Private trips go on despite scrutiny

Thirteen House and Senate aides took a privately paid trip to Europe over the Memorial Day recess despite the intense scrutiny of the funding of such excursions.

The aides departed last Saturday for a week’s stay in Prague, Paris and London courtesy of the Tax Foundation, a nonprofit group dedicated to lowering taxes and improving simplicity, to learn about tax issues facing Western Europe, said Bill Ahern, the foundation’s spokesman.

Ahern also provided a House ethics committee letter that gave guidance to the foundation on the ethical boundaries of private travel. But Reps. Doc HastingsDoc HastingsBoehner hires new press secretary GOP plots new course on Endangered Species Act reform GOP accuses feds of bad science in endangered species studies MORE (R-Wash.) and Alan Mollohan (D-W.Va.), the chairman and ranking Democrat on the panel, said that they do not provide advice to outside organizations and that it would be “inappropriate … to suggest that the trip had been ‘pre-cleared’ by the Committee.” 

The staffers — most of whom work for lawmakers with jurisdiction over key tax issues — are employed by Senate Majority Leader Bill Frist (R-Tenn.), Sens. Jeff Bingaman (D-N.M.), Orrin HatchOrrin HatchHow the White House got rolled on the Saudi-9/11 bill Overnight Finance: Lawmakers float criminal charges for Wells Fargo chief | Scrutiny on Trump's Cuba dealings | Ryan warns of recession if no tax reform Overnight Healthcare: Watchdog says ObamaCare program made illegal payments MORE (R-Utah), Craig Thomas (R-Wyo.), Gordon Smith (R-Ore.) and Trent Lott (R-Miss.), the Senate Finance Committee, the Senate Foreign Relations Committee and Reps. Phil English (R-Pa.), Jim McCrery (R-La.), Sam JohnsonSam JohnsonRepublican Study Committee elders back Harris for chairman IRS publishes guidelines on tax relief for wrongfully incarcerated people Overnight Finance: House votes to rein in IRS; Ryan won't set Puerto Rico timeline MORE (R-Texas), Jerry Weller (R-Ill.) and William Jefferson (D-La.).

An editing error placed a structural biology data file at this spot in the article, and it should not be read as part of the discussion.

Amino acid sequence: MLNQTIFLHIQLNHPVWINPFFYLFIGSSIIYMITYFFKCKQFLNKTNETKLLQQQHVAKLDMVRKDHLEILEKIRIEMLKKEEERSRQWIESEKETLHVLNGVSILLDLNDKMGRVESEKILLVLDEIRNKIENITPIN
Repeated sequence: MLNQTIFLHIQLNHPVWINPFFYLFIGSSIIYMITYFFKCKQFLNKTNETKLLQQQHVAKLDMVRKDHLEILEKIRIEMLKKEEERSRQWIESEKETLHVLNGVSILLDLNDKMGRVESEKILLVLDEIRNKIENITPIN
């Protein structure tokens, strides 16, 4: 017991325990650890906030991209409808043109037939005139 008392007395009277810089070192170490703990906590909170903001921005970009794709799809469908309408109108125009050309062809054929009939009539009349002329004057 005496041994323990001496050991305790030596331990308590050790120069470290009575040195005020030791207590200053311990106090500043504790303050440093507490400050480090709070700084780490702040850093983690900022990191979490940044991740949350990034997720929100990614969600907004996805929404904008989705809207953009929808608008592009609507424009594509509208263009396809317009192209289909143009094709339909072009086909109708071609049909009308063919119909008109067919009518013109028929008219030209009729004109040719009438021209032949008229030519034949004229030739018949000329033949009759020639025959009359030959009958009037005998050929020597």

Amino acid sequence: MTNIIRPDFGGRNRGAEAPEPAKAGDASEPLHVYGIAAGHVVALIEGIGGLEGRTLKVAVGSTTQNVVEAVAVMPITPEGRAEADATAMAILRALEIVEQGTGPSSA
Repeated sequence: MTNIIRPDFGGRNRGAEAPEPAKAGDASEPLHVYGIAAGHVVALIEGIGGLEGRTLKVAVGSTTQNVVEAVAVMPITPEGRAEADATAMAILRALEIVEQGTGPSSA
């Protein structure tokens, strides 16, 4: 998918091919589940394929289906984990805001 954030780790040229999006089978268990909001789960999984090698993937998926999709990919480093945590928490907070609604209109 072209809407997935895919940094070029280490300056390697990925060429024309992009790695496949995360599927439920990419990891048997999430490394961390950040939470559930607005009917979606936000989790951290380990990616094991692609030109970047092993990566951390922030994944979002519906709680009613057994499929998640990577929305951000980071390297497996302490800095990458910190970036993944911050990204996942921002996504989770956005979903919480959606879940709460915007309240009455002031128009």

According to the itinerary provided by Ahern, the 13 aides will be treated to a walking history tour of Prague and meetings with Czech government officials. In Paris, they will get a briefing from officials at the U.S. Embassy and tour a Pepsi bottling plant.

After less than two days in Paris, the group will travel to London to meet with British tax officials, including a meeting with an aide to Prime Minister Tony Blair at 10 Downing St., his official residence, and it will get a tour of Parliament.

Jonathan E. Kaplan